Normally, truckers are ready to haul just about anything, so long as they're getting paid for it. But with gas prices close to $3 a gallon, many are seeking out lighter loads.

"They're asking what they'll be carrying, hoping it's not too heavy. That's new," said Steve Rutledge, the president of a Houston-based trucking brokerage firm. "If it comes down to plastic bottles or lead pipes, they want to take the bottles."

At the same time, Rutledge added, shippers are trying to max out the available space aboard every truck, hoping to deliver one big load, instead of two smaller ones. A standard eighteen-wheeler can carry up to 26 pallets of freight and a maximum of 80,000 pounds, whether it's concrete blocks or feather pillows.

Truckers, shippers, and brokers all have one concern in common these days — higher gas prices are eating into their costs and forcing them to raise prices. Across the board, the number of small businesses raising prices has nearly doubled over the past three months, growing from just 8 percent in December to 15 percent in March, according to the National Federation of Independent Business. Owners blamed the hikes primarily on higher labor costs, but energy costs — from gas prices to heating and electricity bills — typically ran a close second.

Over the week ending April 23, average gas prices across the nation continued to hover around $2.80 a gallon, according to the Energy Information Administration. High prices were reported in every region, led by the West Coast, where average prices hit $3.21 a gallon and were as high as $3.31 in parts of California — a full 25 cents per gallon above the same period last year, the agency said.

Despite nearly a dozen consecutive weeks of price hikes, demand has remained strong, averaging a record-high 9.472 million barrels a day in the first week of April. Numbers like that are proving to be both a boon and a curse for independent gas station owners.

Last year, sales at gas pumps grew by 17.9 percent, accounting for $405.8 billion of a total $569.4 in total convenience store sales — the biggest year-over-year gains ever recorded, according to the National Association of Convenience Stores. But rising prices have forced many gas station owners to squeeze their profit margins by as much as 5.7 percent to cushion the blow for customers. Coupled with hefty credit card transaction fees, profit margins on gas sales have dropped to just 10 cents per gallon, the lowest level since 1983. While gas sales made up more than 70 percent of total convenience store sales in 2006, they accounted for less than 34 percent of profits.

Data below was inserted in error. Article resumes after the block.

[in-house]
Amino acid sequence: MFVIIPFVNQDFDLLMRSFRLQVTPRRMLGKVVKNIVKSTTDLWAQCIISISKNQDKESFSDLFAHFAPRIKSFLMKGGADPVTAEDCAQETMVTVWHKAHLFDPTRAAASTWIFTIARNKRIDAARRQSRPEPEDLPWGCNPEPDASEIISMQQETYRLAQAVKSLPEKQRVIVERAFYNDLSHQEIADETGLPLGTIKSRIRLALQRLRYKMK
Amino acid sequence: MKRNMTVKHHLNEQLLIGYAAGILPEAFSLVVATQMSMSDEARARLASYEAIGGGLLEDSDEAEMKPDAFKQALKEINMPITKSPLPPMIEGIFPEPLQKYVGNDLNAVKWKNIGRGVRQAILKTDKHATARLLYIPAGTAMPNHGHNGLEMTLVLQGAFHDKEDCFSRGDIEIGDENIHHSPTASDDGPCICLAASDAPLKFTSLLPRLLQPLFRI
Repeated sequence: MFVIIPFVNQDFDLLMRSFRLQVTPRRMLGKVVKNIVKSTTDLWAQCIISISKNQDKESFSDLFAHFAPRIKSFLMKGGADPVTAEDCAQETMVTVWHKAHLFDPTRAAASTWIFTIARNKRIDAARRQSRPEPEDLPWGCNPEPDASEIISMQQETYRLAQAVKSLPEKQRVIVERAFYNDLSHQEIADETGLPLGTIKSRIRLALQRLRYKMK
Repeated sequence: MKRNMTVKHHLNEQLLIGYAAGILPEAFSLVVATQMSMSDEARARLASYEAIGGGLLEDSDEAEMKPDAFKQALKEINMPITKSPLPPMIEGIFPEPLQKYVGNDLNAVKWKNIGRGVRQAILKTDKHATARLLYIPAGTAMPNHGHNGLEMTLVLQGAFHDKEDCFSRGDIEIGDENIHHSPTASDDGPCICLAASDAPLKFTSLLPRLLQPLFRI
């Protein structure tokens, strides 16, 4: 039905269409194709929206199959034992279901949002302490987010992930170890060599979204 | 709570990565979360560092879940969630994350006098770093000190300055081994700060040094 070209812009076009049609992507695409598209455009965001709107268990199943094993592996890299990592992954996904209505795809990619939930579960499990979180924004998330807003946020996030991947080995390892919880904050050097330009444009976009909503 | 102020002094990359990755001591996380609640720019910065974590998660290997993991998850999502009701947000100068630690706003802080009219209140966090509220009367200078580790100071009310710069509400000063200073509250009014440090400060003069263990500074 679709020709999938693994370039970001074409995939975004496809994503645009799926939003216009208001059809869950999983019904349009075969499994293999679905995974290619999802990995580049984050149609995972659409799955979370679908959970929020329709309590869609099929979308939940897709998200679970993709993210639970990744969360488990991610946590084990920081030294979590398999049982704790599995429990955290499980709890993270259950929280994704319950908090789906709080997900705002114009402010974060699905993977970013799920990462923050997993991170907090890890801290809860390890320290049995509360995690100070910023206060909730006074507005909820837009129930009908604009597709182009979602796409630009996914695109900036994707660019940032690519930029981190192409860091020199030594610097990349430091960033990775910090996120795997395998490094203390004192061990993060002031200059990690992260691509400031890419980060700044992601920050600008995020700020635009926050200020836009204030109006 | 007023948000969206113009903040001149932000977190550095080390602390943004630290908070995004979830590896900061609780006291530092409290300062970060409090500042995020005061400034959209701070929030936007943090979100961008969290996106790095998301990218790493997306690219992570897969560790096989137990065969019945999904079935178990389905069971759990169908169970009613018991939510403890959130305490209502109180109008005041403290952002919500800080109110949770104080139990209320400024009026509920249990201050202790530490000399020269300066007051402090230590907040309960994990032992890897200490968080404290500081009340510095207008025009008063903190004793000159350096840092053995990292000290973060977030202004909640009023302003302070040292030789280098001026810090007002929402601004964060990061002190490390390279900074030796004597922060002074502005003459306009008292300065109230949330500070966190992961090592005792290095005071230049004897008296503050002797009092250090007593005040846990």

Worse still for gas station owners, as prices creep up — as they did last summer, and the previous year in the aftermath of Hurricane Katrina — charges of price gouging often arise. Though targeted at big oil companies, independent gas station owners are inevitably caught in the crossfire. Rep. Bart Stupak, D-Mich., recently introduced a bill that would impose criminal penalties, fines, and jail time on companies and executives found guilty of jacking up gas prices without justification during a national disaster. A similar bill approved by the House last year was blocked in the Senate.

A recent study found that such price-gouging legislation could cause shortages in the market, long lines at the pumps, and headaches for most gas station owners — even while distribution, marketing, and retail dealer costs and profits combined make up less then 10 percent of prices at the pumps.

"Artificial attempts by the government to control prices, reduce demand, or increase supply, however temporary, will create more instability in the market, not less," said Bill Archer, a board member of the American Council for Capital Formation, a Washington-based policy group that conducted the study.

Archer, the former Republican chairman of the House Ways and Means Committee, said federally enforced price caps would simply lead foreign suppliers to seek out other markets whenever disasters, like Hurricane Katrina, cause domestic gas prices to rise. As such, the measure would ultimately hurt consumers and business owners alike, he said.

Stupak has said the measure is aimed at preventing wealthy oil companies of unduly profiting from such disasters by boosting industry oversight, while promoting research and development in alternative fuel sources at home.

For his part, Rutledge, like most small-business owners, is digging in his heels.

"If we were hauling before, we're still going to be hauling it now, just at higher prices," he said. "Hopefully, gas prices won't go much higher."

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